Henry James famously described War and Peace as a “loose, baggy monster,” an appellation that some of David Foster Wallace’s detractors may be inclined to apply to the late writer’s own books. But in adapting a handful of stories from Wallace’s collection Brief Interviews with Hideous Men, John Krasinski has created a monster of his own, though for his project the terms “loose” and “baggy” don’t fit nearly so well as “dense” and “unwieldy.” Actually, the film is only monstrous in the way that any failed entry in the cinema of ideas can be described as monstrous, an attempt to pack too many strands of thought into too little of space—in this case 80 minutes of screen time—without developing a rigorous enough attitude toward the material.
Krasinski structures his film, which he wrote, directed, and stars in, around a series of fictional interviews with men of various ages, races, and apparent social classes (the “hideous” individuals of the title), which he intercuts with more traditionally structured dramatic scenes. The Q&A’s are conducted by Sara (Julianne Nicholson), a young professor who, we learn late in the film, is investigating the effects of the “feminist movement” on the contemporary male. If her subject sample can be taken as representative, these effects are anything but positive. The image of manhood that emerges throughout the course of the film is of a neurotic, potentially violent species, troubled by countless sexual hang-ups, ranging from the merely humorous (one man is compelled to yell out, “Victory for the forces of democratic freedom!” every time he climaxes) to the outright loathsome (another cynically relates how he uses a physical disability to emotionally blackmail women into sex) and on into darker territory.
Eventually the interviews open out beyond these rigidly structured segments, seeping over into the territory of the characters’ daily lives. As Sara deals with a student hoping to discuss his provocative term paper or confronts a cheating boyfriend, the men in her life become interview subjects in their own right. Krasinski increasingly blurs the distinction between these real-life conversations and Sara’s official interviews by filming both sets of segments with his static camera fixed on the subject, no matter who’s doing the talking, and using the same array of jump cuts to suggest lapses in time. The result is a dense pile of incidents and ideas whose implications are difficult to sort out. And when the filmmaker further stirs the pot by introducing such dissonant elements as a running chorus of two young waiters who attempt to answer the Freudian chestnut “What do women want?” in elevated academic jargon and a character’s enlisting of Viktor Frankel to provide a philosophical take on rape, the project moves dangerously close to incoherence.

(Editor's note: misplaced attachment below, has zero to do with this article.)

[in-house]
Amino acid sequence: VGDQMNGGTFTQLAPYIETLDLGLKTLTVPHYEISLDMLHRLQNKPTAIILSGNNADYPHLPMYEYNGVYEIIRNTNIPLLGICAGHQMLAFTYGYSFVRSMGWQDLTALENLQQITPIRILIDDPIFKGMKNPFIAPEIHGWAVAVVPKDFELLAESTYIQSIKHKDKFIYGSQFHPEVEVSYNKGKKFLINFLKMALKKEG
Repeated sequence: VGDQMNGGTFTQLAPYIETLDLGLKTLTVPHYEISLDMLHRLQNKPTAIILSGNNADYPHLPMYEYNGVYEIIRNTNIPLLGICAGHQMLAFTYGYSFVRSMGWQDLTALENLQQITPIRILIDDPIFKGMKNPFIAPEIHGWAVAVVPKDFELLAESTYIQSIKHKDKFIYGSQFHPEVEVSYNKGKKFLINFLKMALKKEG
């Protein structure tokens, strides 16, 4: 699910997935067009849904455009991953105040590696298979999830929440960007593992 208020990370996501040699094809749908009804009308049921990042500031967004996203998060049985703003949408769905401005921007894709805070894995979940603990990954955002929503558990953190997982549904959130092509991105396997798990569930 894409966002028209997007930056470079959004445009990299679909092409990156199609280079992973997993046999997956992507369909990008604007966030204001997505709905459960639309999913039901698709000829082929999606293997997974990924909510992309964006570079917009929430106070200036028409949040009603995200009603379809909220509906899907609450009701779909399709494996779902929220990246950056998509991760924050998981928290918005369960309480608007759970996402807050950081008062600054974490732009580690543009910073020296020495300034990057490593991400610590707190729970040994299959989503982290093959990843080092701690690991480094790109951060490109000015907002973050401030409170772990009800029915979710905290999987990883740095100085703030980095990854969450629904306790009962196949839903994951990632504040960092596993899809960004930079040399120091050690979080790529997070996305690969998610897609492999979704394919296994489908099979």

Brief Interviews is interesting in pieces, but overwhelming in its totality. No doubt there was so much good stuff in the source material that Krasinski just couldn’t leave any of it out, but despite the director’s frequent intercutting between segments and use of overlapping sound to suggest thematic continuity, the film feels too disconnected to be effective. Never is this sampler approach more evident that in an odd interpolated sequence in which a black subject (Frankie Faison) attempts to come to terms with his father’s degrading employment as a men’s room attendant at a posh hotel. While all the rest of Sara’s interviews, as well as the majority of the film’s thematic thrust, are centered around questions of sexuality, this segment takes filial relations as its subject and then privileges the exchange by devoting a long, unbroken chunk of a screen time to an imagined confrontation between father and son enacted in the washroom where the older man toiled his life away.
As such, the segment stands as something like a microcosm of the film’s problems. It’s compelling enough—and even moving—when taken on its own terms, but when considered as part of the undigested mass that constitutes the movie’s bulk, it’s not exactly clear where it fits in. But even those segments that hew closer to the project’s central thematic concerns hardly seem much better integrated. Sara’s project may revolve around a quest for enlightenment, but whatever truths are to be found in Krasinski’s film must be searched out at the margins, where they emerge periodically, before being swallowed up in the movie’s headlong rush to its next cluster of ideas.